In the following guest post, Brent Stevens analyzes and summarizes the findings from the 2024 Claims Litigation Management Defense Counsel Study. Brent is a Senior Director at Consilio and leads Consilio’s Insurance Vertical, serving Consilio’s Insurance Industry clients, including carriers, brokers, and their law firms. I would like to thank Brent for allowing me to publish his article as a guest post on this site. I welcome guest post submissions from responsible authors on topics of interest to the site’s readers. Please contact me directly if you would like to submit a guest post. Here is Brent’s article.

Continue Reading Guest Post: Navigating Key Insights from the 2024 CLM Study
Peter C. Fischer
Burkhard Fassbach

In the following guest post, Peter C. Fischer and Burkhard Fassbach explore the reasons why board members of German companies would be well-advised to negotiate a clause in their service agreements requiring their companies to procure D&O insurance, as well as the preferred terms and provisions that the D&O insurance should incorporate. Peter is a Professor of Law at the University of Applied Sciences Dusseldorf and Burkhard is a D&O lawyer in private practice in Germany. A version of this article in German previously was published in the law journal GWR. I would like to thank Burkhard and Peter for allowing me to publish their article as a guest post on this site. I welcome guest post submissions from responsible authors on topics of interest to this site’s readers. Please contact me directly if you would like to submit a guest post. Here is the authors’ article.

Continue Reading Guest Post: The German D&O Procurement Clause Revisited

Here at The D&O Diary, we read everything so you don’t have to. One item that crossed my desk this week particularly resonated with me. The specific item was the court’s dismissal motion grant in the securities class action lawsuit pending against the footwear and apparel company Allbirds.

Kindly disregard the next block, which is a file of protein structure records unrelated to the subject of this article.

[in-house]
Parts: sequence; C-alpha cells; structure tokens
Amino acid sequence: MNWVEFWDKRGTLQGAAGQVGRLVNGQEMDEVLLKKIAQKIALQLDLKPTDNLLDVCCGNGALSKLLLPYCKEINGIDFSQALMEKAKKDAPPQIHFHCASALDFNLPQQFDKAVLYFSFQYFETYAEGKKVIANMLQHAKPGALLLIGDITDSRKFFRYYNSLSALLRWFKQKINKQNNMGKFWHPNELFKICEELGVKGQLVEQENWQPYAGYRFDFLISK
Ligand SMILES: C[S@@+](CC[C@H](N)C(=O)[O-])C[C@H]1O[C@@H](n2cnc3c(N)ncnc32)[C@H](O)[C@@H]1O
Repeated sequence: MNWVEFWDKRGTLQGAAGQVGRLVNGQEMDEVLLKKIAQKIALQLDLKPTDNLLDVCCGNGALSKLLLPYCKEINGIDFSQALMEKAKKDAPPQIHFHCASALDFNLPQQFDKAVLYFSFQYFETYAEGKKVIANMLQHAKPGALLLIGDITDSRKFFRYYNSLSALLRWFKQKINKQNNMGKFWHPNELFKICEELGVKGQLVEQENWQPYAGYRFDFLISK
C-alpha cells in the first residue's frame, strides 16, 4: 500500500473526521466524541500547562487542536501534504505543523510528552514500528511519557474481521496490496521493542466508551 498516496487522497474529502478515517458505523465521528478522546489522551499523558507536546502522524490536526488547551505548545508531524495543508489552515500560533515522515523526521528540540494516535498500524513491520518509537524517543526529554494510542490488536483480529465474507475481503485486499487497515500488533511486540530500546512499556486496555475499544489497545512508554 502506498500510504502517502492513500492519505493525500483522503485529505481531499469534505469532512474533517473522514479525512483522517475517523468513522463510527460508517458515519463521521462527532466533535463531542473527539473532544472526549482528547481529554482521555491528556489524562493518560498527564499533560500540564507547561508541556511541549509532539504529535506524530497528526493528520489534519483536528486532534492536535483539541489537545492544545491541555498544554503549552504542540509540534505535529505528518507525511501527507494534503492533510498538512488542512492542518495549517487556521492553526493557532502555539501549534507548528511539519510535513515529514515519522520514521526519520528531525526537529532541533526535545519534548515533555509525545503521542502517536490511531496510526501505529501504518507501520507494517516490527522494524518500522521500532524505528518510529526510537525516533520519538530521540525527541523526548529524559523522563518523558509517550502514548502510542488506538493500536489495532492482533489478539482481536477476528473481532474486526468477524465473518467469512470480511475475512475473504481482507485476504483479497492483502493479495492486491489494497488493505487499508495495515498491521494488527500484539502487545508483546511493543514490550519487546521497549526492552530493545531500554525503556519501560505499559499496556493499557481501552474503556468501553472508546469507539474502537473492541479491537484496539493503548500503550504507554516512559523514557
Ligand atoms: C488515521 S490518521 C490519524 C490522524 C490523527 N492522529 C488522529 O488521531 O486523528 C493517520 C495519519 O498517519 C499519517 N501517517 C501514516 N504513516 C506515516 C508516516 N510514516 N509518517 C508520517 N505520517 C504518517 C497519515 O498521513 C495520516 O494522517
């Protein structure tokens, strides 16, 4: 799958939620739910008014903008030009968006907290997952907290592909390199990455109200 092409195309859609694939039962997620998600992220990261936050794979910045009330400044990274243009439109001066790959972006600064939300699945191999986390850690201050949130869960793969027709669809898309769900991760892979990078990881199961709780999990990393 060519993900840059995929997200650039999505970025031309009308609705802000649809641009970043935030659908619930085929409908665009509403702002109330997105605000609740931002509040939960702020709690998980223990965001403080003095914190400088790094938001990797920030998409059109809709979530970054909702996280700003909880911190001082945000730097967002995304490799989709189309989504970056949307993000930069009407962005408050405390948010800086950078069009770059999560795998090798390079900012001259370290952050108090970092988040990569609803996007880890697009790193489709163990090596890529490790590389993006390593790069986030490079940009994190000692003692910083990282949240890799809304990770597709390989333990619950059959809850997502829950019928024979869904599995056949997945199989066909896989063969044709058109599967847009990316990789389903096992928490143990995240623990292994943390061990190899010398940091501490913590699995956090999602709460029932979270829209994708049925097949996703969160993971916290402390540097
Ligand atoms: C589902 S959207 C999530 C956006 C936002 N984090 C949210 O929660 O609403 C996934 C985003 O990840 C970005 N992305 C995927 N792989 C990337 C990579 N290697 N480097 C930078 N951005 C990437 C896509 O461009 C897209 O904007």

The plaintiffs had tried to argue that by their use in their complaint of bold and italicized font they had indicated which of the defendants’ statements they (the plaintiffs) alleged to be false and misleading. The court said it could not discern from the plaintiffs’ typography what statements or portions or statements were supposed to be misleading and granted the defendants’ dismissal motion with leave for the plaintiffs to attempt to replead. While the ruling could be only a setback for the plaintiffs, there arguably are some lessons here for all of us that should not be overlooked.

Continue Reading Boldface and Italics Not Enough to Identify Misleading Statements

In a recent decision in an insurance coverage dispute, the Delaware Superior Court granted the insurers’ motions to dismiss, holding that coverage under two towers of insurance was precluded, respectively, by the No Action clause and the Past Acts Exclusion. Insurance coverage practitioners and observers will find this decision interesting in and of itself, for what it says about the relevant policy provisions, and as a general matter, as an example of a Delaware court coverage decision. As discussed below, the decision arguably is an expectations-defying example of an insurer-friendly Delaware court coverage decision. A copy of the court’s May 9, 2024 decision opinion can be found here.

Continue Reading Del. Court Dismisses Coverage Suit Based on No Action, Prior Acts Clauses

As I have noted on this site in discussing artificial intelligence, among the risks and opportunities that the recent rapid emergence of AI represents for organizations of all kinds are the risks associated with AI-related regulatory oversight and supervision. Until now, references to AI-related regulatory concerns have mostly pertained to the EU’s Artificial Intelligence Act, which the European Parliament approved in March of this year. It is now clear that AI-related regulatory concerns likely will also extend to supervisory efforts of U.S. states as well, as reflected in the Colorado legislature’s May 8, 2024 passage of the Colorado Artificial Intelligence Act. This legislation, if signed into law by Colorado governor Jared Polis, would make Colorado the first U.S. state to enact comprehensive AI-related regulation.

As discussed below, the Act may or may not become law, but whether or not it does become law, it contains key signposts concerning the likely course of future AI-related regulation, as well as key AI risk management measures that well-advised companies will take to try to address their AI-related regulatory risk.

Continue Reading Colorado Legislature Passes U.S.’s First State AI Regulatory Bill